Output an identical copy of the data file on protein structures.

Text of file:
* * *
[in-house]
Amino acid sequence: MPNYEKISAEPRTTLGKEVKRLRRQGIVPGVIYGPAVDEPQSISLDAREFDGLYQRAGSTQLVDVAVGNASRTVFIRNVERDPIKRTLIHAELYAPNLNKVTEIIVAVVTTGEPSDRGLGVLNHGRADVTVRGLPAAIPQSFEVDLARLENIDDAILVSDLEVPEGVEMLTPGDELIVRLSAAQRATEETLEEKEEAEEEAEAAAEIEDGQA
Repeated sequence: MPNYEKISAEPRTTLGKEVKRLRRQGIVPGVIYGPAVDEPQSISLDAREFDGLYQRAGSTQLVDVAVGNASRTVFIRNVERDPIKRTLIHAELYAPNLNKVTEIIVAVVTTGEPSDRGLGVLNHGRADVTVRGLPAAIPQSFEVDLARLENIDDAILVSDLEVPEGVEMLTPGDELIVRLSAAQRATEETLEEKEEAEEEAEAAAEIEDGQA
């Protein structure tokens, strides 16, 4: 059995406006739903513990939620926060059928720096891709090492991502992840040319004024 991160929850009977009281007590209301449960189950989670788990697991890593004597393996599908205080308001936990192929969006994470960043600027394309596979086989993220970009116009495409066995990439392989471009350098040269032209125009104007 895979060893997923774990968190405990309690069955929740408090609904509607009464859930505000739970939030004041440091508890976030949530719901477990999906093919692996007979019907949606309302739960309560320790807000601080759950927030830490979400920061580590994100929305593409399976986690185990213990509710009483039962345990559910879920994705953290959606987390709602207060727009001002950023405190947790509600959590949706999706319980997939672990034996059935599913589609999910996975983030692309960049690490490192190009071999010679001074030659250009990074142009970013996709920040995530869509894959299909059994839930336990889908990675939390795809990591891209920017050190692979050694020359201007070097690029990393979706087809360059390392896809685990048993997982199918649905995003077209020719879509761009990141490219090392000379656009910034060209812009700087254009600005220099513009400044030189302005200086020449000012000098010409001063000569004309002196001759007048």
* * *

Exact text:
[in-house]
Amino acid sequence: MPNYEKISAEPRTTLGKEVKRLRRQGIVPGVIYGPAVDEPQSISLDAREFDGLYQRAGSTQLVDVAVGNASRTVFIRNVERDPIKRTLIHAELYAPNLNKVTEIIVAVVTTGEPSDRGLGVLNHGRADVTVRGLPAAIPQSFEVDLARLENIDDAILVSDLEVPEGVEMLTPGDELIVRLSAAQRATEETLEEKEEAEEEAEAAAEIEDGQA
Repeated sequence: MPNYEKISAEPRTTLGKEVKRLRRQGIVPGVIYGPAVDEPQSISLDAREFDGLYQRAGSTQLVDVAVGNASRTVFIRNVERDPIKRTLIHAELYAPNLNKVTEIIVAVVTTGEPSDRGLGVLNHGRADVTVRGLPAAIPQSFEVDLARLENIDDAILVSDLEVPEGVEMLTPGDELIVRLSAAQRATEETLEEKEEAEEEAEAAAEIEDGQA
């Protein structure tokens, strides 16, 4: 059995406006739903513990939620926060059928720096891709090492991502992840040319004024 991160929850009977009281007590209301449960189950989670788990697991890593004597393996599908205080308001936990192929969006994470960043600027394309596979086989993220970009116009495409066995990439392989471009350098040269032209125009104007 895979060893997923774990968190405990309690069955929740408090609904509607009464859930505000739970939030004041440091508890976030949530719901477990999906093919692996007979019907949606309302739960309560320790807000601080759950927030830490979400920061580590994100929305593409399976986690185990213990509710009483039962345990559910879920994705953290959606987390709602207060727009001002950023405190947790509600959590949706999706319980997939672990034996059935599913589609999910996975983030692309960049690490490192190009071999010679001074030659250009990074142009970013996709920040995530869509894959299909059994839930336990889908990675939390795809990591891209920017050190692979050694020359201007070097690029990393979706087809360059390392896809685990048993997982199918649905995003077209020719879509761009990141490219090392000379656009910034060209812009700087254009600005220099513009400044030189302005200086020449000012000098010409001063000569004309002196001759007048």